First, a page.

Mahoning Valley (34-21, 1st place, 2.0 GU): After a week things remain somewhat unchanged as the Scrappers still hold a two game lead in the division. They only have one two-game set left with second place Williamsport later this month, which could be what ultimately determines the division winner.
Arizona Indians (8-8, 2nd place, 1.5 GU): Because first place Seattle won the first half title, the second place winner of the Arizona League's West Division will be awarded the title. Currently the Indians sit in that spot, holding a tenuous 1.5 game lead with 12 games to play.
Here is a quick recap of the noteworthy transactions for the past week in the Indians minor league system:
August 13: Andy Cannizaro traded to Chicago White Sox.
August 12: RJ Swindle claimed on outright waivers from Tampa Bay and optioned to Columbus.
August 11: Outrighted Josh Barfield off the 40-man roster to AAA Columbus roster; Outrighted Jose Veras to AAA Columbus (DFA'd on 8/5); Bobby Livingston transferred to Columbus from Akron; Scott Barnes transferred to Akron from Kinston.
August 8: Matt Willard transferred to Kinston from Mahoning Valley; Lonnie Chisenhall transferred to Akron from Kinston; Jesus Merchan transferred to Columbus from Akron; Adam White transferred to Kinston from Lake County.
August 7: Rafael Perez recalled from Columbus active on ML roster; Ryan Edell transferred to Columbus from Akron.
August 6: Justin Toole transferred to AZL from Mahoning Valley; Jordan Brown placed on 7-day DL with right shoulder inflammation.
August 5: Eric Berger transferred to Akron from Kinston; Jess Todd recalled and active on ML roster; Michael Gosling outright to Columbus; Scott Lewis placed on rehab assignment in AZL.
No notebook this week because playoff outlooks for each team are provided above. With that, here is a rundown of news and notes for a bunch of players in the system:
- Last night, Triple-A left-hander Chuck Lofgren missed a start due to an injury for the first time in his five year professional career. Last Sunday he sprained his left thumb while fielding a ball in the third inning and had to be taken out of the game. He tried long tossing earlier in the week but had to quickly stop because he was still experiencing discomfort in the thumb when he threw. However, he had a good bullpen session yesterday and is slated to start on Monday. The injury puts a slight damper on things, but it is good that it wasn't as bad as it could have been. It also doesn't take away from his very good season to date where in 21 combined starts between Double-A Akron and Columbus he was 8-8 with a 3.24 ERA (119.1 IP, 93 H, 40 BB, 79 K).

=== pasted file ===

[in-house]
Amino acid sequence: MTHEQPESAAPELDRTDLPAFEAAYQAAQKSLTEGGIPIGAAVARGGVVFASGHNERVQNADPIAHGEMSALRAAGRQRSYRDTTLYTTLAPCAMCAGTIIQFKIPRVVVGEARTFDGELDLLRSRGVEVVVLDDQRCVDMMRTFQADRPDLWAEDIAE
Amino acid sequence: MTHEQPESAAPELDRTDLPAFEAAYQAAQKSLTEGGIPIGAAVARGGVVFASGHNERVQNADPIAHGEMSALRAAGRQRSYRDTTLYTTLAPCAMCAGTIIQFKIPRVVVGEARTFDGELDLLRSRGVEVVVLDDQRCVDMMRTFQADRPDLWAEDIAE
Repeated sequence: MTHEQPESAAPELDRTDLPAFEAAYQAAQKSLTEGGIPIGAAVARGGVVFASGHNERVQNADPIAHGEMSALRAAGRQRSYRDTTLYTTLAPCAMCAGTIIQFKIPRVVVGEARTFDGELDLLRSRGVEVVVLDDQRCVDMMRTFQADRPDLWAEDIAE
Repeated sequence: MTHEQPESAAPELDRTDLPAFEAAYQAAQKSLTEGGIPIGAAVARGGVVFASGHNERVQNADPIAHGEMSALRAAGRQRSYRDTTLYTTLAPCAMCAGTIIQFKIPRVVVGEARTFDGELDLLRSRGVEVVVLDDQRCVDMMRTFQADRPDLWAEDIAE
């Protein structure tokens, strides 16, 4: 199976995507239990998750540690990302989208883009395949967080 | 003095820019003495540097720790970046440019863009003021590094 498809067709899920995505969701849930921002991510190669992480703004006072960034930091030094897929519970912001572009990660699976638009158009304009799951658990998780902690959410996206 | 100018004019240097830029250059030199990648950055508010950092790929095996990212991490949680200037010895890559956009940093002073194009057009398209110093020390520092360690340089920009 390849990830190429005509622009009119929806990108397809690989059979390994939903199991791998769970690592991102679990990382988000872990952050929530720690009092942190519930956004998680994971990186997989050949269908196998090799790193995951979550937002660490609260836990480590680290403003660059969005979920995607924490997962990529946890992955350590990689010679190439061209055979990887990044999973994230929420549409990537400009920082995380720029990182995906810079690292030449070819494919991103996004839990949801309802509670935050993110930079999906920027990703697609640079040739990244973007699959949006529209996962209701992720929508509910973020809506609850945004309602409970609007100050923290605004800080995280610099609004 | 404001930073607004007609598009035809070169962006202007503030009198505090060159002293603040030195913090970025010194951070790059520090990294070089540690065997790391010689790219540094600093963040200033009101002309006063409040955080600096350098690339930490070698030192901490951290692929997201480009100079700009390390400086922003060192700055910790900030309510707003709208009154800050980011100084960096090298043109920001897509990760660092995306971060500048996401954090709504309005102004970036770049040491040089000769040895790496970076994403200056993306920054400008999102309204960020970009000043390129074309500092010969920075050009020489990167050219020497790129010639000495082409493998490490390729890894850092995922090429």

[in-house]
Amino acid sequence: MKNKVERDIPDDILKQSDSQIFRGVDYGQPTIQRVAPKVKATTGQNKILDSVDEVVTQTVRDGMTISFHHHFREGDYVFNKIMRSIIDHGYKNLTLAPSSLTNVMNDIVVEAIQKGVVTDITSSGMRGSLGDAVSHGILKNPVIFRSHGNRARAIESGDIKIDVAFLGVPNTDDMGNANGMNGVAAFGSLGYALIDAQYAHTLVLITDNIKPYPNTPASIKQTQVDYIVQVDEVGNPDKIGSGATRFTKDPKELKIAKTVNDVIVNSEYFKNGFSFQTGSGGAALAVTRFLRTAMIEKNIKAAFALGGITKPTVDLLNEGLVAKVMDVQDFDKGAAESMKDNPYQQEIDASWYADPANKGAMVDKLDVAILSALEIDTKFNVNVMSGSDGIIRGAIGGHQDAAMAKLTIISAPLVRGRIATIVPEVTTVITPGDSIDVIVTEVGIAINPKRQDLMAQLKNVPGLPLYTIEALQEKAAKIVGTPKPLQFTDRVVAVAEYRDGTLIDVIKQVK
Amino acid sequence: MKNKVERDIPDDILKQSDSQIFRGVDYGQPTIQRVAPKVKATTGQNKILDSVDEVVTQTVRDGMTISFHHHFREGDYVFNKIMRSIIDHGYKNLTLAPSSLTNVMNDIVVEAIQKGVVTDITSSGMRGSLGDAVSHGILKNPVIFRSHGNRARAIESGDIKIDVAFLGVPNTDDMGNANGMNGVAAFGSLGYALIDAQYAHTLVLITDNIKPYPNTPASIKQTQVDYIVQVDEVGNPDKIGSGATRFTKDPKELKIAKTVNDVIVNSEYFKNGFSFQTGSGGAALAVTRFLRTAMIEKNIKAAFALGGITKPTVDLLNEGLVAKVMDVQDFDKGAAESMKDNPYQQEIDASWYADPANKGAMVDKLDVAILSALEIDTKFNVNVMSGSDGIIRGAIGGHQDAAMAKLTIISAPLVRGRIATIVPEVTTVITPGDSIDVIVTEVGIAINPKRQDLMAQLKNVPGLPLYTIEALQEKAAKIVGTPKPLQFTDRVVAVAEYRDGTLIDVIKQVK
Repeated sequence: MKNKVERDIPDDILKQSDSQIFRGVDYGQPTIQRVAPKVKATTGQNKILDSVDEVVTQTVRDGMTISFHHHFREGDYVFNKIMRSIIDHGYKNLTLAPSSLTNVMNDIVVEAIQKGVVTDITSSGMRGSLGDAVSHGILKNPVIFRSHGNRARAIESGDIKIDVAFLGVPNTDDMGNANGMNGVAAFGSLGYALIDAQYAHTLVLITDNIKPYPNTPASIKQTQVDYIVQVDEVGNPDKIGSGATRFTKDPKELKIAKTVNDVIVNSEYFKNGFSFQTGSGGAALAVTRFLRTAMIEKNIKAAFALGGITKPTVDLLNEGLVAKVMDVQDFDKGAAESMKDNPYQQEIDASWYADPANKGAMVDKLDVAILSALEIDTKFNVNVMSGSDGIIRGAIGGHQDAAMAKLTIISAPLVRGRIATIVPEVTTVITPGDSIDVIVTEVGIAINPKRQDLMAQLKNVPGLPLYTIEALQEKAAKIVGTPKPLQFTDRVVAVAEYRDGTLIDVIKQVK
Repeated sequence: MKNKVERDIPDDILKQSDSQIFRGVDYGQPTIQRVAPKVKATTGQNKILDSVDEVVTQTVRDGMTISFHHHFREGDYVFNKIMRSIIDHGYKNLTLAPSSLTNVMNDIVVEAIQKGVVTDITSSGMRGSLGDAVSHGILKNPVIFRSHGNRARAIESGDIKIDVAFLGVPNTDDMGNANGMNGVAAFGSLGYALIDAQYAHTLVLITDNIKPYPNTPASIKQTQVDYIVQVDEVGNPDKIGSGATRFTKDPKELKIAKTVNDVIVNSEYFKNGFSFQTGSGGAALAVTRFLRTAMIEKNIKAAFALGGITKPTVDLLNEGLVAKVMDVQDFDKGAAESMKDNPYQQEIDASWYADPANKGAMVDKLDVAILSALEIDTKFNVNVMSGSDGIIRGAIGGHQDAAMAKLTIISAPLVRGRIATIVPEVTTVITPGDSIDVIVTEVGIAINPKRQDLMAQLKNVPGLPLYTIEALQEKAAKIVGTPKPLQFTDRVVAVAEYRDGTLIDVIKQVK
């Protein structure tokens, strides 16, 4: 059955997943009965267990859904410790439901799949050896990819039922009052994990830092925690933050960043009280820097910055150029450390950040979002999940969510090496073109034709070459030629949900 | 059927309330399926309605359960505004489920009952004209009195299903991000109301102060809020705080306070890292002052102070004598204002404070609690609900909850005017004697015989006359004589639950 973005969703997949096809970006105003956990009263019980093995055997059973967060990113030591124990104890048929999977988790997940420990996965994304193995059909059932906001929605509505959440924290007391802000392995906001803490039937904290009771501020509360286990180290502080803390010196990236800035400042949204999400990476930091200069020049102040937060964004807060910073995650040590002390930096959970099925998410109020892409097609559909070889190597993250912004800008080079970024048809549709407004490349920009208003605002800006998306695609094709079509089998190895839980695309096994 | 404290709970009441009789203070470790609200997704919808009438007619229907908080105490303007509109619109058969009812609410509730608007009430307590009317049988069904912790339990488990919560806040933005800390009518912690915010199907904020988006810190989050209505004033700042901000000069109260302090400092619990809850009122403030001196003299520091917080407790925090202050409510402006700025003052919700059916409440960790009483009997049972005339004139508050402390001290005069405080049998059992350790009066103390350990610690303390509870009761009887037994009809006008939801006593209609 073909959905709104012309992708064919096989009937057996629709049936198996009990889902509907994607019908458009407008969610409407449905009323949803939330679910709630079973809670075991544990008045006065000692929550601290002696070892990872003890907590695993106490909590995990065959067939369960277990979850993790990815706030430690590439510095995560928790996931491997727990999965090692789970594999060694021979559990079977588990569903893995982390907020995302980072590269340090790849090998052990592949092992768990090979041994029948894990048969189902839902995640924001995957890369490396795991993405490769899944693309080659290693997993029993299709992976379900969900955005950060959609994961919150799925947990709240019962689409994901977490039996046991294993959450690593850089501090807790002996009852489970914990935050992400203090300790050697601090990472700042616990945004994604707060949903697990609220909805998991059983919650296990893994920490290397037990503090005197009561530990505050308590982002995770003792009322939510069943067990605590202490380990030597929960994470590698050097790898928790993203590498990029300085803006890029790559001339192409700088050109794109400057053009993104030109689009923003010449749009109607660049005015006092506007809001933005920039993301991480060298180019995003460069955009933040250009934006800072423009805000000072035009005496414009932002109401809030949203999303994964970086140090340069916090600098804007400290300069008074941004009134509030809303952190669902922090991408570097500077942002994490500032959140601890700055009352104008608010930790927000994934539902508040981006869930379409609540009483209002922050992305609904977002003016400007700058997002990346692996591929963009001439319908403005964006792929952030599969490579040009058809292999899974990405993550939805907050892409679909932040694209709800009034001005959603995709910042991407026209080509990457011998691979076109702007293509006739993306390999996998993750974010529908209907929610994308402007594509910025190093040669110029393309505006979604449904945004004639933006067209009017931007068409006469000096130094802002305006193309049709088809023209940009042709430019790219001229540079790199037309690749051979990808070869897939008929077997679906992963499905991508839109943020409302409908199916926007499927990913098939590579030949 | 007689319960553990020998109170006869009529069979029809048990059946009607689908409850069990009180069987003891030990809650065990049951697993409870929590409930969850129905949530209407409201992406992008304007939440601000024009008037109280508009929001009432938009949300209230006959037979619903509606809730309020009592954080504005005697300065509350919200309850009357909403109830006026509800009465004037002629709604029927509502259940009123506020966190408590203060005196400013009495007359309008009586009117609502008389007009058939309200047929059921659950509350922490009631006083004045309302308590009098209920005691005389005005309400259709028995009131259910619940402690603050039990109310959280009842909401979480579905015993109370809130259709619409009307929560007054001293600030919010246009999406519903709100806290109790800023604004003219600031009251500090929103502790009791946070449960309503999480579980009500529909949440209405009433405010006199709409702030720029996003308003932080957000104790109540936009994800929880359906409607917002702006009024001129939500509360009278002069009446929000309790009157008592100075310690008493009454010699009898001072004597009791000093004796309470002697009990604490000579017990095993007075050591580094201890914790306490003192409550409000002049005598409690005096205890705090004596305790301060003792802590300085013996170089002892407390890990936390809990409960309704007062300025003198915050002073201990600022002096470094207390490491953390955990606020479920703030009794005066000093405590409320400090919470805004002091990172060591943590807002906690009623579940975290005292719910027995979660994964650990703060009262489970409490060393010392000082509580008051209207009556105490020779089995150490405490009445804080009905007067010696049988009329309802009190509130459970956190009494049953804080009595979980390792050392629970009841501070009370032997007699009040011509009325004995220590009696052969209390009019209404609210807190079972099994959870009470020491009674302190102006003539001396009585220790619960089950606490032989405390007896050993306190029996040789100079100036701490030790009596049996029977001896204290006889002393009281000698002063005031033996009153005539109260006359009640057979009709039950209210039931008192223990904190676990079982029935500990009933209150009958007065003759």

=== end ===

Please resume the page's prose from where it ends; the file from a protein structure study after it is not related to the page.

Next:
- Low-A Lake County left-handed starter Nick Hagadone continues to progress well in his return from Tommy John surgery. In two outings so far with Lake County the 6'5" 230-pounder is 0-0 with a 4.76 ERA having thrown just 5.2 innings allowing four hits, two walks and striking out eight. Several of the Indians top brass were in attendance to see him pitch on Wednesday, and overall they were very pleased with what they saw. He was dominant in the first inning, but struggled with his command in the second inning, before coming back out and dominating in the third before reaching his pitch count and having to be removed with two outs.
- Third baseman Lonnie Chisenhall has had a rough first week at Double-A Akron. He was called up from High-A Kinston last Saturday, and in six games for Akron is hitting .125 (3-for-24) with 1 HR, 3 RBI, and a .484 OPS. The Indians want to get his feet wet at Double-A this season and also expose him to the playoff environment Akron will be in for the last month of the season. It has been a quick rise up the minor league ladder for him as at this time last year he was in his debut season playing for short-season Single-A Mahoning Valley. He will likely start the season next year at Akron as the regular third baseman and the focal point of the lineup, and could figure into the plans at third base in Cleveland by the end of the season.
- On Tuesday night, Double-A Akron catcher Carlos Santana went 3-for-5 and fell a home run short of hitting for the cycle. He is now hitting .294 with 20 HR, 84 RBI and a .961 OPS in 108 games this year. He is on pace to shatter the club record for RBI in a season, set just last year when third baseman Wes Hodges had 97 RBI. He has been red hot since the All Star break hitting .366 with 6 HR, 26 RBI and a 1.187 OPS in 25 games.